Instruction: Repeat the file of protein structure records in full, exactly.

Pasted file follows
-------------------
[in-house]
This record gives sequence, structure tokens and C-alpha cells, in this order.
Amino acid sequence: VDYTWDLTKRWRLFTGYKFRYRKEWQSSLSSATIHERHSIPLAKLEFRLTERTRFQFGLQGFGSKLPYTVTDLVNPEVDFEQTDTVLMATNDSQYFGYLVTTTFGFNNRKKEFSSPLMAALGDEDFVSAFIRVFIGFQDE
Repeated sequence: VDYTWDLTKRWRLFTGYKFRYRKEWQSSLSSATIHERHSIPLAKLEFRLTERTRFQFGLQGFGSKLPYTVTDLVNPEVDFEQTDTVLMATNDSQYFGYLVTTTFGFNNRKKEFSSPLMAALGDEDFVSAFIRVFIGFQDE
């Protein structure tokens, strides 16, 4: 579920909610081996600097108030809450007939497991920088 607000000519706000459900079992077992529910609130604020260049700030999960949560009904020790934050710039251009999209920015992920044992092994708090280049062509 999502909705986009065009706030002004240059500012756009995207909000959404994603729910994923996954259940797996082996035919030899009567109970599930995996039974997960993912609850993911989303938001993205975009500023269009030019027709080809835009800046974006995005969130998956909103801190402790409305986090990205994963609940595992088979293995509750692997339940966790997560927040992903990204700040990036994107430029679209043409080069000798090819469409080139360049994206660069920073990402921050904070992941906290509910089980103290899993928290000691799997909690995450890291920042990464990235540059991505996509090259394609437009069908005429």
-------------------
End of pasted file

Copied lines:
[in-house]
This record gives sequence, structure tokens and C-alpha cells, in this order.
Amino acid sequence: VDYTWDLTKRWRLFTGYKFRYRKEWQSSLSSATIHERHSIPLAKLEFRLTERTRFQFGLQGFGSKLPYTVTDLVNPEVDFEQTDTVLMATNDSQYFGYLVTTTFGFNNRKKEFSSPLMAALGDEDFVSAFIRVFIGFQDE
Repeated sequence: VDYTWDLTKRWRLFTGYKFRYRKEWQSSLSSATIHERHSIPLAKLEFRLTERTRFQFGLQGFGSKLPYTVTDLVNPEVDFEQTDTVLMATNDSQYFGYLVTTTFGFNNRKKEFSSPLMAALGDEDFVSAFIRVFIGFQDE
């Protein structure tokens, strides 16, 4: 579920909610081996600097108030809450007939497991920088 607000000519706000459900079992077992529910609130604020260049700030999960949560009904020790934050710039251009999209920015992920044992092994708090280049062509 999502909705986009065009706030002004240059500012756009995207909000959404994603729910994923996954259940797996082996035919030899009567109970599930995996039974997960993912609850993911989303938001993205975009500023269009030019027709080809835009800046974006995005969130998956909103801190402790409305986090990205994963609940595992088979293995509750692997339940966790997560927040992903990204700040990036994107430029679209043409080069000798090819469409080139360049994206660069920073990402921050904070992941906290509910089980103290899993928290000691799997909690995450890291920042990464990235540059991505996509090259394609437009069908005429």